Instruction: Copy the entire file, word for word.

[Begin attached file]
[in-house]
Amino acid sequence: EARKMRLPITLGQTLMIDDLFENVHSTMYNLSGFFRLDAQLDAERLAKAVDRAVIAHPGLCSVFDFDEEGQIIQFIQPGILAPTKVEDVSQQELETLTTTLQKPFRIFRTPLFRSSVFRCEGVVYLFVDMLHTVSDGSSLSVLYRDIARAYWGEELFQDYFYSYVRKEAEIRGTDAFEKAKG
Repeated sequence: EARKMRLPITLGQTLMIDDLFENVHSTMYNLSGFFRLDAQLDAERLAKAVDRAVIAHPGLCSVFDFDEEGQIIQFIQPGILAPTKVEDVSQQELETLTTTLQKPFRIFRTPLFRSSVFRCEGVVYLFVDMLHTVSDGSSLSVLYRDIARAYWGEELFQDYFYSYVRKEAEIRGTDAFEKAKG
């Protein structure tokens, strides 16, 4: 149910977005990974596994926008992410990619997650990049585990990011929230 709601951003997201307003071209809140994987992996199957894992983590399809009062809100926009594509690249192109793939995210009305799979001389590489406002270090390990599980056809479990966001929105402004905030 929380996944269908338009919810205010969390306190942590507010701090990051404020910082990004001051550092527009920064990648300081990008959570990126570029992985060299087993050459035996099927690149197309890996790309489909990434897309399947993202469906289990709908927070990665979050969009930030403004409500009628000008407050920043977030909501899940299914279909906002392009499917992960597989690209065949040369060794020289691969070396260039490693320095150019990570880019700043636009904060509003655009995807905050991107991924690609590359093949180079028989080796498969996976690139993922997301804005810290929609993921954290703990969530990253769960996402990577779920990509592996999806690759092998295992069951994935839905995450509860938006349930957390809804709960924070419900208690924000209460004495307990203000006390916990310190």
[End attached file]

[in-house]
Amino acid sequence: EARKMRLPITLGQTLMIDDLFENVHSTMYNLSGFFRLDAQLDAERLAKAVDRAVIAHPGLCSVFDFDEEGQIIQFIQPGILAPTKVEDVSQQELETLTTTLQKPFRIFRTPLFRSSVFRCEGVVYLFVDMLHTVSDGSSLSVLYRDIARAYWGEELFQDYFYSYVRKEAEIRGTDAFEKAKG
Repeated sequence: EARKMRLPITLGQTLMIDDLFENVHSTMYNLSGFFRLDAQLDAERLAKAVDRAVIAHPGLCSVFDFDEEGQIIQFIQPGILAPTKVEDVSQQELETLTTTLQKPFRIFRTPLFRSSVFRCEGVVYLFVDMLHTVSDGSSLSVLYRDIARAYWGEELFQDYFYSYVRKEAEIRGTDAFEKAKG
């Protein structure tokens, strides 16, 4: 149910977005990974596994926008992410990619997650990049585990990011929230 709601951003997201307003071209809140994987992996199957894992983590399809009062809100926009594509690249192109793939995210009305799979001389590489406002270090390990599980056809479990966001929105402004905030 929380996944269908338009919810205010969390306190942590507010701090990051404020910082990004001051550092527009920064990648300081990008959570990126570029992985060299087993050459035996099927690149197309890996790309489909990434897309399947993202469906289990709908927070990665979050969009930030403004409500009628000008407050920043977030909501899940299914279909906002392009499917992960597989690209065949040369060794020289691969070396260039490693320095150019990570880019700043636009904060509003655009995807905050991107991924690609590359093949180079028989080796498969996976690139993922997301804005810290929609993921954290703990969530990253769960996402990577779920990509592996999806690759092998295992069951994935839905995450509860938006349930957390809804709960924070419900208690924000209460004495307990203000006390916990310190």